Description aside, the sea bass did taste fresh and succulent, and was a treat with freshly squeezed lime, some of the homemade spicy sauce, and some sambal chilli.
As we tore off the flesh on the sides and drew close to the centre of the fish, I came across a long meaty chunk of uncooked fish meat along the middle. When we got the attention of a server, she apologised and offered us another ikan bakar.
The replacement arrived in 10 minutes, literally steaming hot, and this time the fish was cooked thoroughly through. It was so steamy that the kitchen must either have steamed it, boiled it or microwaved it before panfrying / grilling it.
Nontheless, we appreciated the replacement with a fish of the same size. Other restaurants might only have cooked the middle portion and returned the half-eaten dish to the table.
We also ordered the Ayam Panggang Berkakak Jakarta, which description reads "[g]rilled chicken served with Rumah Rasa's spicy sauce". The surface of the chicken was glazed with something slightly sweetish. Whatever it was, it tasted more complex than pure sugar, and gave the dish a unique flavour.
The Sayur Lodeh, "[m]ixed vegetable in fragrant coconut gravy", was a bit too mild tasting for my liking. Despite how most sayur lodehs are served in Singapore, i.e. very liquidy and mild, I have a penchant for thicker, spicier, more robust gravies that are almost curry-like.
It is not that clear from the picture above, but the Tahu Telur Surabaya we were served was slightly different from its picture in the menu. In the picture, the tower appears to be encased in wispy fried egg. Our skinny tower's base was cubes of tau hu, golden brown on the surface facing outwards, but stark steaming white once you dig in - disappointingly not at all fried within. On top of the tau hu base was a layer of fried egg, with a crown of julienned vegetables.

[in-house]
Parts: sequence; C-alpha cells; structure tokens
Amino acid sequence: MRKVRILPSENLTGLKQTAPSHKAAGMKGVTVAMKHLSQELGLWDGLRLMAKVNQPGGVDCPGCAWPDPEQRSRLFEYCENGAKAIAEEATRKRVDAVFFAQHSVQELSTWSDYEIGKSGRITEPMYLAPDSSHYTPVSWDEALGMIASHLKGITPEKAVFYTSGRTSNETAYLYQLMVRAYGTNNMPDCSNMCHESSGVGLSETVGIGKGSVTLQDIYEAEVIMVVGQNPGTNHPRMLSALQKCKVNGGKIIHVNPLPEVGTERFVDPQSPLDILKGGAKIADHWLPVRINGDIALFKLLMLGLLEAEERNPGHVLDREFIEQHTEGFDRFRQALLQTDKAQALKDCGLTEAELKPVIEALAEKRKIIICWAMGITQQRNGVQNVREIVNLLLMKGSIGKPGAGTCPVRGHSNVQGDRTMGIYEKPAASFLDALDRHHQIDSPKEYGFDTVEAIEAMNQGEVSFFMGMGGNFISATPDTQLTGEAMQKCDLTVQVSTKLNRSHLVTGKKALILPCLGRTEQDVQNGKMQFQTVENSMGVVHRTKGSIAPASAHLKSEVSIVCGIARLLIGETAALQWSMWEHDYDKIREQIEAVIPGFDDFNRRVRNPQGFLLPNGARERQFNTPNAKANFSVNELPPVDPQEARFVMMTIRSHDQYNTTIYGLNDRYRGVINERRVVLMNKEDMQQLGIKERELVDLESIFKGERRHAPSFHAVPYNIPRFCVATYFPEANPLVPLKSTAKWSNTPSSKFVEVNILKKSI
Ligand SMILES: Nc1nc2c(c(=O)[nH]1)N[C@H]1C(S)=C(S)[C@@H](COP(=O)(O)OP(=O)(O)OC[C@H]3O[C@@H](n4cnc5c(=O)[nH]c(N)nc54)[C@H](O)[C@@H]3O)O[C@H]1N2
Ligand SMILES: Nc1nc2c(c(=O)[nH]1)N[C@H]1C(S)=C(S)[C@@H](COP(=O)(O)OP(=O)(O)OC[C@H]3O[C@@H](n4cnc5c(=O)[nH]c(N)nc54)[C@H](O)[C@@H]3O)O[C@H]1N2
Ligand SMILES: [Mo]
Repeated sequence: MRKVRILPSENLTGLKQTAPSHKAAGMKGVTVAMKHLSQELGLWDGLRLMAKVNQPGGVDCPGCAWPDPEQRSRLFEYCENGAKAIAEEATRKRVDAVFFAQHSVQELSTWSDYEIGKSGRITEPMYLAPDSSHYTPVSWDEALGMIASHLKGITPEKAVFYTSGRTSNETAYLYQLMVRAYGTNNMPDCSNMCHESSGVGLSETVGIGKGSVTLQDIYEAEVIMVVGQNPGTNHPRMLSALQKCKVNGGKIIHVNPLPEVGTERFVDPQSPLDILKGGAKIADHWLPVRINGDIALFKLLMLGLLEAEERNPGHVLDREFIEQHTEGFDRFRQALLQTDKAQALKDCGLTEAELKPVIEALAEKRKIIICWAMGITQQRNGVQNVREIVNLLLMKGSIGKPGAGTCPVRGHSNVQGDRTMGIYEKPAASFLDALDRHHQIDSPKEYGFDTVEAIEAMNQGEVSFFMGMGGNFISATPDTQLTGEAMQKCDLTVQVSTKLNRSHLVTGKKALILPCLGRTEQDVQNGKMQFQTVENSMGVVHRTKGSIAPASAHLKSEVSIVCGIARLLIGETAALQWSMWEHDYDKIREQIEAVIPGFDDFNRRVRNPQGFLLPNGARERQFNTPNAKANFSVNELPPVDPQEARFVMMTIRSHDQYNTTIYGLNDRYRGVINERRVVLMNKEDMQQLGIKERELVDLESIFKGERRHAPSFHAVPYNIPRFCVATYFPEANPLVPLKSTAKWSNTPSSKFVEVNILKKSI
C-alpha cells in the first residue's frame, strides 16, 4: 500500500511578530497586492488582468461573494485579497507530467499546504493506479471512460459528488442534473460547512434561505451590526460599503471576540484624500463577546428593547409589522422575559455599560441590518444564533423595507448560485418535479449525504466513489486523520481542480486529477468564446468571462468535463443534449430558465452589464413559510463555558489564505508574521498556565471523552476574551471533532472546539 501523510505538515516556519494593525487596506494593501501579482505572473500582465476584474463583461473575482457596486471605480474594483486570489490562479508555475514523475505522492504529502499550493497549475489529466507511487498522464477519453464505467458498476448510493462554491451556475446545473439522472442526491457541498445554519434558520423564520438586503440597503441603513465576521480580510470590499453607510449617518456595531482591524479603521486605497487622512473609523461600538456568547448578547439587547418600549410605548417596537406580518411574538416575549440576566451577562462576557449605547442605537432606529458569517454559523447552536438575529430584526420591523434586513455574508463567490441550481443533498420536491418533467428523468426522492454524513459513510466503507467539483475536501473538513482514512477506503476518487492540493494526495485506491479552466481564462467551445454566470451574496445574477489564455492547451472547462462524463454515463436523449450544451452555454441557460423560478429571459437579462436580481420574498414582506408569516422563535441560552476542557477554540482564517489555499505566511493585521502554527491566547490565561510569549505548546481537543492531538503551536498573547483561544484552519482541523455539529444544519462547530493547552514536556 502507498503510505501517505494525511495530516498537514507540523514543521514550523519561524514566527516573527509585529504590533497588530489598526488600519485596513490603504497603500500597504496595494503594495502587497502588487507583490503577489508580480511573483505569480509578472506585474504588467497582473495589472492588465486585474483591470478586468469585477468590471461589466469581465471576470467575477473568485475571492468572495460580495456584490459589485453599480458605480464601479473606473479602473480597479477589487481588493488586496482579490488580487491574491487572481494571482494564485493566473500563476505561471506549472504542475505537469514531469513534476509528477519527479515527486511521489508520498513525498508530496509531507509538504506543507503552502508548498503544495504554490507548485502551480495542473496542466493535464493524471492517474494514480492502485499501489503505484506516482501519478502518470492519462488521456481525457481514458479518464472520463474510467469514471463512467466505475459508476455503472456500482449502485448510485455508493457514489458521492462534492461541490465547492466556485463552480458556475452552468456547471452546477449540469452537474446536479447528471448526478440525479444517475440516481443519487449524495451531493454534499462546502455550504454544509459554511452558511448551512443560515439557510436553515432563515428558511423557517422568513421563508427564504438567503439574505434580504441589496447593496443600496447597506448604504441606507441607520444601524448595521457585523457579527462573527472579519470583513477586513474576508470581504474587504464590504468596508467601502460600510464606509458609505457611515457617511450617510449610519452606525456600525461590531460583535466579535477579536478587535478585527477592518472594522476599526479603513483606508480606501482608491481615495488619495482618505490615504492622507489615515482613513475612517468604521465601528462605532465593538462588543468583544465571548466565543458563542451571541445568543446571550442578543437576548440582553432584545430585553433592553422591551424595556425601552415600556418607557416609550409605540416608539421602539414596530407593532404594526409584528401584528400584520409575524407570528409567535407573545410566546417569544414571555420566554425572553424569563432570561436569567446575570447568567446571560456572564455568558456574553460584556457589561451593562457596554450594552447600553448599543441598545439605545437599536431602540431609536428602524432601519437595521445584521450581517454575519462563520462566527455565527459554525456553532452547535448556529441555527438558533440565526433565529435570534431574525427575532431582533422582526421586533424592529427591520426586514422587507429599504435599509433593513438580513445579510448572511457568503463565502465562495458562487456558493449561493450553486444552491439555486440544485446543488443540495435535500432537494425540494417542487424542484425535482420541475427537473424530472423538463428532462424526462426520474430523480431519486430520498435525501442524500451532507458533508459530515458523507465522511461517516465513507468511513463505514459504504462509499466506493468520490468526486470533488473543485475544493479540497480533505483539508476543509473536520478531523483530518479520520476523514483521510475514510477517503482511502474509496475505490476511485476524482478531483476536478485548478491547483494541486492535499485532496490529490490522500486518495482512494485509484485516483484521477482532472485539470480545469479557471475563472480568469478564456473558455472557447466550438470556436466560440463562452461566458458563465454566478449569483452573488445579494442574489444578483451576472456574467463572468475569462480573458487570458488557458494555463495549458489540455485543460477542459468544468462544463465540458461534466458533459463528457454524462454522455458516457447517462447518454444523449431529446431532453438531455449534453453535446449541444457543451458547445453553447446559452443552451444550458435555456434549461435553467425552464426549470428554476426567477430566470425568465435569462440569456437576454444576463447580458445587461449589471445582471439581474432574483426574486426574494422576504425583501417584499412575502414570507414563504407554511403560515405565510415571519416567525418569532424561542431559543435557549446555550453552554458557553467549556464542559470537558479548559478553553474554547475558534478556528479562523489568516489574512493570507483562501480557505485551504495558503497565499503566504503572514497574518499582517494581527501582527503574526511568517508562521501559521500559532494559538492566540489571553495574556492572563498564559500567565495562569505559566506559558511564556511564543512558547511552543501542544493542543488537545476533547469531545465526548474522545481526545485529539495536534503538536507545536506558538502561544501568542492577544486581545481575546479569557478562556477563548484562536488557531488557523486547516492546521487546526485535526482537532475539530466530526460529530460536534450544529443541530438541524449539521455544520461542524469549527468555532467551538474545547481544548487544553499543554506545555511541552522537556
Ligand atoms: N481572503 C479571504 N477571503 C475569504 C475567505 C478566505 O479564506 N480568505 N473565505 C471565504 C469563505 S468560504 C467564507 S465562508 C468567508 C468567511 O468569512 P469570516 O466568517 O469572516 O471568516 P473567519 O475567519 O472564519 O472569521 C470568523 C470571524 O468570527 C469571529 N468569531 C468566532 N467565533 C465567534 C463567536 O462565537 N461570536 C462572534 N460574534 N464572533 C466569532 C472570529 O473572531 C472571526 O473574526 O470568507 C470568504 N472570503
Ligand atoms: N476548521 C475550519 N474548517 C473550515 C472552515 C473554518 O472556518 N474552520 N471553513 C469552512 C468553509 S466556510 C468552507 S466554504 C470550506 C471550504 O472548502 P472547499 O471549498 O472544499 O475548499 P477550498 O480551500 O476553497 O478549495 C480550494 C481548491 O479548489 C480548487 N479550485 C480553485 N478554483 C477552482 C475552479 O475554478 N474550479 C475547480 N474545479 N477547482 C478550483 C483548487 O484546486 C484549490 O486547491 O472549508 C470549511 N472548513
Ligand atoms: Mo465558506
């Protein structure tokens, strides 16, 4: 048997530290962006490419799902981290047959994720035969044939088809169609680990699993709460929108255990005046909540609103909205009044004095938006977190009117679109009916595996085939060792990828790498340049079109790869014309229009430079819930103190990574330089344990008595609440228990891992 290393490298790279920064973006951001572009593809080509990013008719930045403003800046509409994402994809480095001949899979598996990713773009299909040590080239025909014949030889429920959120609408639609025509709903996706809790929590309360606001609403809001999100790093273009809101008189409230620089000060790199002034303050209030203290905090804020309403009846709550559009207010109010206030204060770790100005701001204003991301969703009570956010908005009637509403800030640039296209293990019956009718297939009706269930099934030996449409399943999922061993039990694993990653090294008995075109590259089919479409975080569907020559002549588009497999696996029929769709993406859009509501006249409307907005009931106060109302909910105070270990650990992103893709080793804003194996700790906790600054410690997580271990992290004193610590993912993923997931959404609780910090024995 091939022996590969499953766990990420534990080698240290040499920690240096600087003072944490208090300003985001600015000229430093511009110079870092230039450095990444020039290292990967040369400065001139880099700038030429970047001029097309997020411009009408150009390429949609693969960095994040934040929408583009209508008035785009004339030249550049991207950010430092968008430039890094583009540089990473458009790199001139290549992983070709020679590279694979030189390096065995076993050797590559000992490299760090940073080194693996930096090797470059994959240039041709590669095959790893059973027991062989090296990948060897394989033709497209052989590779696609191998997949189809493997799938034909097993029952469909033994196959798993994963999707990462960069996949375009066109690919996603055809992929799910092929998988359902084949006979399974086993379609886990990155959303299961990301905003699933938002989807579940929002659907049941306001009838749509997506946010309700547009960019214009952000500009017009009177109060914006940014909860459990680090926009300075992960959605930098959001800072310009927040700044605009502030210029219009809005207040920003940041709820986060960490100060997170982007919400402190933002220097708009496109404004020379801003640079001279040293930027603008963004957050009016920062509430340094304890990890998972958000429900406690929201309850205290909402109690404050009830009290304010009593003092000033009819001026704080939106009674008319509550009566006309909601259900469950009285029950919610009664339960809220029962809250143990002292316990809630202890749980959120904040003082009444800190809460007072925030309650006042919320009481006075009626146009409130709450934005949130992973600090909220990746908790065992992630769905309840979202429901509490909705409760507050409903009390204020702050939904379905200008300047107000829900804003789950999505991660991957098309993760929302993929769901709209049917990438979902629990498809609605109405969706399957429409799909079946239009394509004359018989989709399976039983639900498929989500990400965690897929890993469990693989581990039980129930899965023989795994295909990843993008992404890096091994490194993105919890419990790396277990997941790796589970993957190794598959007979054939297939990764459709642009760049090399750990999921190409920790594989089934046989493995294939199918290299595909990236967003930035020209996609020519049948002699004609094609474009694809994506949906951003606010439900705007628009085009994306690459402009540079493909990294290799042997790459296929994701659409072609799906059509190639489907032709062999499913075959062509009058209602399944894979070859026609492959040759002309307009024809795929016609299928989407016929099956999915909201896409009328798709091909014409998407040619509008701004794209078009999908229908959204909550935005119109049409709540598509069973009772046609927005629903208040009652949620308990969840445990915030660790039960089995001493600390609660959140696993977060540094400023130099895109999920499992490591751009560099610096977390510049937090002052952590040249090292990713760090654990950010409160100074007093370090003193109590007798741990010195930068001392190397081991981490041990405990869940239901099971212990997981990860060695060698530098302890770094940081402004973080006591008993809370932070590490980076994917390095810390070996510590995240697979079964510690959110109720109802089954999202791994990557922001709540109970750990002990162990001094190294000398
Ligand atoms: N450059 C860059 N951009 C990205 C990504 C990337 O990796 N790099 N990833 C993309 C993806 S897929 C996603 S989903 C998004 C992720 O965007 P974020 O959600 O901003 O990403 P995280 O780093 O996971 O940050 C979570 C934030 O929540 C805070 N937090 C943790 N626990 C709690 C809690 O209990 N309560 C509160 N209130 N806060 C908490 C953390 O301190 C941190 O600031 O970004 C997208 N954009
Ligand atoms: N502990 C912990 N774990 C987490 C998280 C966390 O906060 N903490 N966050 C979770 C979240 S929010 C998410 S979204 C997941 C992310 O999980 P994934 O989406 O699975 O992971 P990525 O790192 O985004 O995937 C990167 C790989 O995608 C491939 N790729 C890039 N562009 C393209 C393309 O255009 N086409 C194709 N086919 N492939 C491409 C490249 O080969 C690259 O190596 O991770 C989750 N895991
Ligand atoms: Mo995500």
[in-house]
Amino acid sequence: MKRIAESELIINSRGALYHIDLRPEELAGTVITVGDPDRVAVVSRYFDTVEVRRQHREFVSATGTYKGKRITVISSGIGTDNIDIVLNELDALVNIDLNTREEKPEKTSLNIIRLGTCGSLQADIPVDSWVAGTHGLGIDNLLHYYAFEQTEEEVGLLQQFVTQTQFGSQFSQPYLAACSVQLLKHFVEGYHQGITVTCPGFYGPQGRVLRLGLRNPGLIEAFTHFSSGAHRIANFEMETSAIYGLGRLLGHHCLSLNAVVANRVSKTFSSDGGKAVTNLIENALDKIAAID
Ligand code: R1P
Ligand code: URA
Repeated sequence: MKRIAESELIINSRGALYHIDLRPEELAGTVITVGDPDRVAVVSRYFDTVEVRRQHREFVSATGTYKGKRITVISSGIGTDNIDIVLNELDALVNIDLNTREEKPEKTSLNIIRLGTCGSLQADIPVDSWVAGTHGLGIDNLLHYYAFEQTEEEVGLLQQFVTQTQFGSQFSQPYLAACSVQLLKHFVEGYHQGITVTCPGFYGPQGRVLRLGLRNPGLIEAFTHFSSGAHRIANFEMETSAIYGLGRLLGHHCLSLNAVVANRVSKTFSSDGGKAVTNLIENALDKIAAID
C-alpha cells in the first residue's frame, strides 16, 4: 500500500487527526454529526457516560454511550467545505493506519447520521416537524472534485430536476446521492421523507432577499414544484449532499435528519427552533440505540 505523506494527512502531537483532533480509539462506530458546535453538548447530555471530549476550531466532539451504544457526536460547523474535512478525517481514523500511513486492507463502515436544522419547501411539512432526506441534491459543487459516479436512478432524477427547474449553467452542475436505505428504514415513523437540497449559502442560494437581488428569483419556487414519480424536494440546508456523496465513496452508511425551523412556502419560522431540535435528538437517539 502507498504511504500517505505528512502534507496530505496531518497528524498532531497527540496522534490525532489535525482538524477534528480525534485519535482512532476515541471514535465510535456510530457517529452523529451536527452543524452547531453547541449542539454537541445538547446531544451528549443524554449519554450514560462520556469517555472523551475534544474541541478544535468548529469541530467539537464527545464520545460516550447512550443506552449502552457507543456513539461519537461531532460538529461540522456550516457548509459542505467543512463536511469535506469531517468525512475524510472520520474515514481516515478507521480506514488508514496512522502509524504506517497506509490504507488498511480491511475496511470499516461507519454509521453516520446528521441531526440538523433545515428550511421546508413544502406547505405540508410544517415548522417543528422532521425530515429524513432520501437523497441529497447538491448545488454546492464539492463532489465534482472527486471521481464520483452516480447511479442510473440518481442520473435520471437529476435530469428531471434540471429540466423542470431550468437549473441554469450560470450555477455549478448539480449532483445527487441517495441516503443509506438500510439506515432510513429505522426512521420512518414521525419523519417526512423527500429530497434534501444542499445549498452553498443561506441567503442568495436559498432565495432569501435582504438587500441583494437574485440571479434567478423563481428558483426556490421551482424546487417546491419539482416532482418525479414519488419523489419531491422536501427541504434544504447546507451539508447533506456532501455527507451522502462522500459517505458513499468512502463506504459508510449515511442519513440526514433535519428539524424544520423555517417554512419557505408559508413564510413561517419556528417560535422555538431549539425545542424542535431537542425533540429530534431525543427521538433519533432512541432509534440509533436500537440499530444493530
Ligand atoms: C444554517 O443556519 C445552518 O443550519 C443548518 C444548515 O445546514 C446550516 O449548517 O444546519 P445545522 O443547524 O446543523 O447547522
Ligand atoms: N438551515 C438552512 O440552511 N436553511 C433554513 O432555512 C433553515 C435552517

It is still Tambuah Mas' tahu telur that reigns supreme.
For a sweet ending to the meal, we ordered Es Chendol. How this usually works with mom is that we request that the gula melaka be served separately from the chendol, and I drink most of the coconut milk whilst she has the rest of the chendol with gula melaka. At Rumah Rasa, I was surprised at how the chendol was served: instead of crushed ice in coconut milk, we received what seemed to be crushed ice with a bit of coconut milk drizzled on it. There was certainly no coconut milk to drink, but only crushed ice to eat. We also remember being given more red beans and green chendol Tambuah Mas. You can guess who the winner is.
On the whole, we had a good experience at Rumah Rasa, and it was very much helped by the attentive and polite servers. If we return I will want to try their Soto Ayam Madura, Gado Gado, Ayam Korma, Asam Kepala Ikan and Cumi Cumi Goreng.
Bay Hotel Singapore
50 Telok Blangah Road
Tel : 6818 6681
P.S. I managed to get pictures of the entire menu for future reference. Please forgive the quality of the images - I did my best in the dimly lit restaurant.